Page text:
Refill puts the water over into the salt tank to dissolve 3 lbs of salt per gallon, and it is flow controlled at usually .5 gpm or 1.5 lbs per minute.

Then Final Rinse, it depends again on the volume of resin etc.. Whoever sold you the unit should have set this stuff or told you how to and you shouldn't fool with the settings.

So... what size softener or cuft of resin? How hard is the water and how much iron and manganese (if you know)?

Gary,

Here is the info I've found regarding my system. My resin tank is 40,000gr. with a Fleck 5600SE valve. I bought the "upgraded" resin. I have a "BIG BLUE" pre-filter right off the well. The filters, when I change them out each month, are mostly black with very little orange. I've had other homes where the filters are all orange with iron but this well seems to have little iron. The manganese tested at undetectable and the hardness at 34. The actual number on the test sheet was 340000. Bacteria and coliform is 0 so I'm not sure where the black is coming from on the filters. Anyway, my question isn't about the black filters it's about the time settings on the Fleck valve. I've used the calculations from qualitywaterassociates to come up with a gal between regeneration of 1060gal. Is this enough info?

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A 1.25' softener uses a 10x40 or 10x44".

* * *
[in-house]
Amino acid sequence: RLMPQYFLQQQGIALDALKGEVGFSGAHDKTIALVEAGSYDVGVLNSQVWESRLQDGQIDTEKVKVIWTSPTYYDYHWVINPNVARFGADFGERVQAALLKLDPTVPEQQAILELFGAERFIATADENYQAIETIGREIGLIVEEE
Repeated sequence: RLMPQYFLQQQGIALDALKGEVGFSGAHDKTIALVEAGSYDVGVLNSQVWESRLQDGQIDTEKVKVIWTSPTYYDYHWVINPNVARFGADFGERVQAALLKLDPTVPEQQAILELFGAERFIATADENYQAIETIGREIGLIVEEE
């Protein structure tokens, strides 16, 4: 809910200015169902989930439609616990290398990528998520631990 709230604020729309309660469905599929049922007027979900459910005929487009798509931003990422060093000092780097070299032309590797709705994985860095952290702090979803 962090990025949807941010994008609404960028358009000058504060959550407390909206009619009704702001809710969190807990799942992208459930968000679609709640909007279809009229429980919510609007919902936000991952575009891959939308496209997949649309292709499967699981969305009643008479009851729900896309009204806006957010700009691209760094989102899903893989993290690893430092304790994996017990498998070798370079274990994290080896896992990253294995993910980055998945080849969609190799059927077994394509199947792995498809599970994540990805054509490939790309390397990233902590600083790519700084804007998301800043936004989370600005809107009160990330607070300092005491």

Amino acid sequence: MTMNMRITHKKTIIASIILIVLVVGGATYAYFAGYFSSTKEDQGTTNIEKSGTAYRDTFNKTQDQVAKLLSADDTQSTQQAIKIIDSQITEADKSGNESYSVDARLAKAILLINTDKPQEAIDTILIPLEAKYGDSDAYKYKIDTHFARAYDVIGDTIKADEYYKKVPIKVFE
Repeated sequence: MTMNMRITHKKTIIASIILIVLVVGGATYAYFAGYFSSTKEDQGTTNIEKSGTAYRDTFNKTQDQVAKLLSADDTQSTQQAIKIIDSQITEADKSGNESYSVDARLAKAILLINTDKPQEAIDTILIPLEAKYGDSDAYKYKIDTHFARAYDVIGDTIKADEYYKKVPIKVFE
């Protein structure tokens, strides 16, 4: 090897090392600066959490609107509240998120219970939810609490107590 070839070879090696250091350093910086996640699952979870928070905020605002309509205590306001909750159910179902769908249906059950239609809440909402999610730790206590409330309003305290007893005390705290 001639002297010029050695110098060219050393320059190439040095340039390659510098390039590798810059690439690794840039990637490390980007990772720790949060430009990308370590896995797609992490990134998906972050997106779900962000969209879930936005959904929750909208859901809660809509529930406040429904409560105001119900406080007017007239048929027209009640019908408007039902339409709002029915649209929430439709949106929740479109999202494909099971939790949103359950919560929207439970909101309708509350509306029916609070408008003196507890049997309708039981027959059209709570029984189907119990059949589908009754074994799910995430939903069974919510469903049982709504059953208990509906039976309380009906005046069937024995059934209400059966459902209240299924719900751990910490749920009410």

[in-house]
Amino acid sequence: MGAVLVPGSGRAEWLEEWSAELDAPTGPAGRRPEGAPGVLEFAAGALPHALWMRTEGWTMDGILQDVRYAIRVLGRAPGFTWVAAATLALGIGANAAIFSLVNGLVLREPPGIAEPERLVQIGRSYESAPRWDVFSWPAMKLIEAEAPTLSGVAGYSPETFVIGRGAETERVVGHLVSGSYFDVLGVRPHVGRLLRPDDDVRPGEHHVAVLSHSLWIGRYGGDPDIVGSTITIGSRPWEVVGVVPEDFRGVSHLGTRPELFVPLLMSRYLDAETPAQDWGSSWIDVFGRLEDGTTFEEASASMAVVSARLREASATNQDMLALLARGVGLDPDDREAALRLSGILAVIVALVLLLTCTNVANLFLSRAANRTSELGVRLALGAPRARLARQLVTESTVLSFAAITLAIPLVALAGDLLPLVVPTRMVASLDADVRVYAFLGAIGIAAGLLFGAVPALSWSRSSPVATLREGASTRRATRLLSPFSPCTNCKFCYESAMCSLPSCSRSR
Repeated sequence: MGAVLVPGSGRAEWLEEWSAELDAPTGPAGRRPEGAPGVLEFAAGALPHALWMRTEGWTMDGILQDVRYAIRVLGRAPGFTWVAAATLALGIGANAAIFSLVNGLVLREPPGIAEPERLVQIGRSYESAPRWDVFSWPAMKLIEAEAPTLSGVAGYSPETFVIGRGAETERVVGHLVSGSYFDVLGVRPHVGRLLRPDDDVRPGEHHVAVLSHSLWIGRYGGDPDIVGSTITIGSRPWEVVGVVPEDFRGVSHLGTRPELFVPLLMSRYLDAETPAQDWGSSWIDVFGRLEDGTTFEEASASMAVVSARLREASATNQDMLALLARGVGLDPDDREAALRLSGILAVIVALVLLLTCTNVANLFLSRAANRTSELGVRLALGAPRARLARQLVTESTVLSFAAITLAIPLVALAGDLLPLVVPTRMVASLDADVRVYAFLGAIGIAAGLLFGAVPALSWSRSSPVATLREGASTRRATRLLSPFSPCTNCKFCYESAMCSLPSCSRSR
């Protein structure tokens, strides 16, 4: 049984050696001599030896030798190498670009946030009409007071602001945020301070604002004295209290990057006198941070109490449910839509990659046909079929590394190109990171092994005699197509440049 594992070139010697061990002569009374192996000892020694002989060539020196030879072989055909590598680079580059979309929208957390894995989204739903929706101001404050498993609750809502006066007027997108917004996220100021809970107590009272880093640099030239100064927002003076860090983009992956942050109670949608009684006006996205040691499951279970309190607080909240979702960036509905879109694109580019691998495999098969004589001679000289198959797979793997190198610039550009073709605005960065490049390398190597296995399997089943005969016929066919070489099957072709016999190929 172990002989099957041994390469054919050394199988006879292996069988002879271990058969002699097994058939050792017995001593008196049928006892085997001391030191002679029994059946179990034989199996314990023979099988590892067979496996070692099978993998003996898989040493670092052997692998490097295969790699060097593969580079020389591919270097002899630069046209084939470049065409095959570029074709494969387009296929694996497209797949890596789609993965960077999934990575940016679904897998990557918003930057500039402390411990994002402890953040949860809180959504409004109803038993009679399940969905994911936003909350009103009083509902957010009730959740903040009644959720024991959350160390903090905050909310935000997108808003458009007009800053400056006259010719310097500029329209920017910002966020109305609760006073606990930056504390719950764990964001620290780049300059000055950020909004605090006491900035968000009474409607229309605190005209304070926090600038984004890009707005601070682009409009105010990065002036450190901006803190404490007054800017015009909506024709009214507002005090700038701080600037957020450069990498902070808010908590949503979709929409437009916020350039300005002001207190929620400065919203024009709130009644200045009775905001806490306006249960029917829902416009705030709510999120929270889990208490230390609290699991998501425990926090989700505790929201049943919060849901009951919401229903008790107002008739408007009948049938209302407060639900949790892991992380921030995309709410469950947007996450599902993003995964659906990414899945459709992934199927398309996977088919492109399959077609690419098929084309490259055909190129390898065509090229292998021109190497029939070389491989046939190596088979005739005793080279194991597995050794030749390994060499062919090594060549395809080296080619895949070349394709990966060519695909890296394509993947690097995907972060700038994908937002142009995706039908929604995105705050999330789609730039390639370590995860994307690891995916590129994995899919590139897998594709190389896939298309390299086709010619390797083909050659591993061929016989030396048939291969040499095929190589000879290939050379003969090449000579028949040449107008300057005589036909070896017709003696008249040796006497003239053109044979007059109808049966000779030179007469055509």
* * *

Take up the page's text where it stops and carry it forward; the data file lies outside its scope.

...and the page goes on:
You'll have to start at the beginning of the formula and show me the math that you used to come up with 1060 gallons.

A 1.25' softener uses a 10x40 or 10x44".

You'll have to start at the beginning of the formula and show me the math that you used to come up with 1060 gallons.

I use the pre-filter to cut down on the rust staining on the house from the sprinkler system, it works.

The formula is 40,000gr. X 90 divided by 34 = 1060

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To get 40K you need 15 lbs/cuft of resin.

90 gals/day is an odd figure but 1060 gals, you have no reserve capacity programmed into it.

I use the pre-filter to cut down on the rust staining on the house from the sprinkler system, it works.

The formula is 40,000gr. X 90 divided by 34 = 1060

When I do the above computation I get an answer of 105,882--not 1060. I think the formula or values must be printed incorrectly.

When I do the above computation I get an answer of 105,882--not 1060. I think the formula or values must be printed incorrectly.

In the Fleck manual it says to take the grains of the resin tank (40,000) and multiply by 90. That gives a 10% reserve. The result is 36,000 which is then divided by the hardness (34). The result is 1060. This can be proved by multiplying 34 X 1060 which gives 36,000. The 105,882 needs a decimal point between the two 8's.

In the Fleck manual it says to take the grains of the resin tank (40,000) and multiply by 90. That gives a 10% reserve. The result is 36,000 which is then divided by the hardness (34). The result is 1060. This can be proved by multiplying 34 X 1060 which gives 36,000. The 105,882 needs a decimal point between the two 8's.

The 90 in the formula is 90% (to allow for a 10% reserve), so the decimal to be punched into the calculator is .9 (point nine). If 90 was used by mistake, fix it by marking off two decimal places, as noted above.